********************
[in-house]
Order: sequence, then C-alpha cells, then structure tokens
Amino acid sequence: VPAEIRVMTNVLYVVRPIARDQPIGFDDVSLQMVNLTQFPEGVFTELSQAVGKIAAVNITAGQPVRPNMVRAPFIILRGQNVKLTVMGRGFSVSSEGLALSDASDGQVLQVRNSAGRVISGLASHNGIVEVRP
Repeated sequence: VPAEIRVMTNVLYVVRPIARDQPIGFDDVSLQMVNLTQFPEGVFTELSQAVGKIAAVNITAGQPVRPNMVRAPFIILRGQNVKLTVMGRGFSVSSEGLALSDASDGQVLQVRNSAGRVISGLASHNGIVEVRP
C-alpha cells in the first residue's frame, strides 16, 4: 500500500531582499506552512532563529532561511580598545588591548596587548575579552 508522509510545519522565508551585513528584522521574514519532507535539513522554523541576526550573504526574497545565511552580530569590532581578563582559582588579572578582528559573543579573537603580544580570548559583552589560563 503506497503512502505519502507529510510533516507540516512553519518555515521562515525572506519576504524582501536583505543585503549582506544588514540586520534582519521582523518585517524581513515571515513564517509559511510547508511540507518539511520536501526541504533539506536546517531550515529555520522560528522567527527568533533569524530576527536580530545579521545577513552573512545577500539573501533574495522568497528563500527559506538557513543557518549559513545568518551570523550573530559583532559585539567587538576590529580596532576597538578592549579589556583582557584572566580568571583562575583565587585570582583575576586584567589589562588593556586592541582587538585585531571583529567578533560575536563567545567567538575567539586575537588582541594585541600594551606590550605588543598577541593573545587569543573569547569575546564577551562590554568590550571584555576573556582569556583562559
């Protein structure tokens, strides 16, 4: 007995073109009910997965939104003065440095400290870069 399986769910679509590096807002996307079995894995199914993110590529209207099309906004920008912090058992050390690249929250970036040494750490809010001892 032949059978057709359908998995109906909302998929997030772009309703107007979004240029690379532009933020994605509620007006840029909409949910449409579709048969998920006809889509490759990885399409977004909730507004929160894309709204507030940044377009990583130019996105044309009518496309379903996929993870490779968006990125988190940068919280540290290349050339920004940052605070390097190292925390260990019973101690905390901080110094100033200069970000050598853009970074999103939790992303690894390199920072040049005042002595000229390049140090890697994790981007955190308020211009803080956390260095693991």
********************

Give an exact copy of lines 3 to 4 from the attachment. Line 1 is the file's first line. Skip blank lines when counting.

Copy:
Amino acid sequence: VPAEIRVMTNVLYVVRPIARDQPIGFDDVSLQMVNLTQFPEGVFTELSQAVGKIAAVNITAGQPVRPNMVRAPFIILRGQNVKLTVMGRGFSVSSEGLALSDASDGQVLQVRNSAGRVISGLASHNGIVEVRP
Repeated sequence: VPAEIRVMTNVLYVVRPIARDQPIGFDDVSLQMVNLTQFPEGVFTELSQAVGKIAAVNITAGQPVRPNMVRAPFIILRGQNVKLTVMGRGFSVSSEGLALSDASDGQVLQVRNSAGRVISGLASHNGIVEVRP